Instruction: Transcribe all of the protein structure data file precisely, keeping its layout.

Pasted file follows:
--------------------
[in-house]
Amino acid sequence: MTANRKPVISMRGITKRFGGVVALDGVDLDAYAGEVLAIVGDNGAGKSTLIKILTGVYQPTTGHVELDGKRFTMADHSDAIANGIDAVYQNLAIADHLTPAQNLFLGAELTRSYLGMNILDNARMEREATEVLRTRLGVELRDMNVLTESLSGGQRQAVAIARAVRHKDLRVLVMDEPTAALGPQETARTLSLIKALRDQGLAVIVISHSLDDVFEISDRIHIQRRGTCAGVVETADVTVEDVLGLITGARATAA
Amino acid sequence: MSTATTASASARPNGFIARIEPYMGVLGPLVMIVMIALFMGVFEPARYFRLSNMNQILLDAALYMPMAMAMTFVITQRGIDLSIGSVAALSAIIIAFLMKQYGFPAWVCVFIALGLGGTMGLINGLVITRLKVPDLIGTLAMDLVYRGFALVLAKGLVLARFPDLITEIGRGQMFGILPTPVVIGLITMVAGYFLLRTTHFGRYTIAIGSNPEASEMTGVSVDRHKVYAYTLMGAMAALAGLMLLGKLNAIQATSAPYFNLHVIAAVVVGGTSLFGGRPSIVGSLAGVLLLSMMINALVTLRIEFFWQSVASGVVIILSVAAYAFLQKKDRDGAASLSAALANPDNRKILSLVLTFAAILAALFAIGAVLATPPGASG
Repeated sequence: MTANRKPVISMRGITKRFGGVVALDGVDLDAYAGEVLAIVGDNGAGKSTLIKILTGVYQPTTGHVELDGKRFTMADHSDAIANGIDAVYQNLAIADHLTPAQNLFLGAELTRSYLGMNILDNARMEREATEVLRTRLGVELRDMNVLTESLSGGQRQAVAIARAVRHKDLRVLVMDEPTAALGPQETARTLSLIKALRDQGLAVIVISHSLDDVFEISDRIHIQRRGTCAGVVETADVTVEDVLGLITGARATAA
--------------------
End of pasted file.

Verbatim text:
[in-house]
Amino acid sequence: MTANRKPVISMRGITKRFGGVVALDGVDLDAYAGEVLAIVGDNGAGKSTLIKILTGVYQPTTGHVELDGKRFTMADHSDAIANGIDAVYQNLAIADHLTPAQNLFLGAELTRSYLGMNILDNARMEREATEVLRTRLGVELRDMNVLTESLSGGQRQAVAIARAVRHKDLRVLVMDEPTAALGPQETARTLSLIKALRDQGLAVIVISHSLDDVFEISDRIHIQRRGTCAGVVETADVTVEDVLGLITGARATAA
Amino acid sequence: MSTATTASASARPNGFIARIEPYMGVLGPLVMIVMIALFMGVFEPARYFRLSNMNQILLDAALYMPMAMAMTFVITQRGIDLSIGSVAALSAIIIAFLMKQYGFPAWVCVFIALGLGGTMGLINGLVITRLKVPDLIGTLAMDLVYRGFALVLAKGLVLARFPDLITEIGRGQMFGILPTPVVIGLITMVAGYFLLRTTHFGRYTIAIGSNPEASEMTGVSVDRHKVYAYTLMGAMAALAGLMLLGKLNAIQATSAPYFNLHVIAAVVVGGTSLFGGRPSIVGSLAGVLLLSMMINALVTLRIEFFWQSVASGVVIILSVAAYAFLQKKDRDGAASLSAALANPDNRKILSLVLTFAAILAALFAIGAVLATPPGASG
Repeated sequence: MTANRKPVISMRGITKRFGGVVALDGVDLDAYAGEVLAIVGDNGAGKSTLIKILTGVYQPTTGHVELDGKRFTMADHSDAIANGIDAVYQNLAIADHLTPAQNLFLGAELTRSYLGMNILDNARMEREATEVLRTRLGVELRDMNVLTESLSGGQRQAVAIARAVRHKDLRVLVMDEPTAALGPQETARTLSLIKALRDQGLAVIVISHSLDDVFEISDRIHIQRRGTCAGVVETADVTVEDVLGLITGARATAA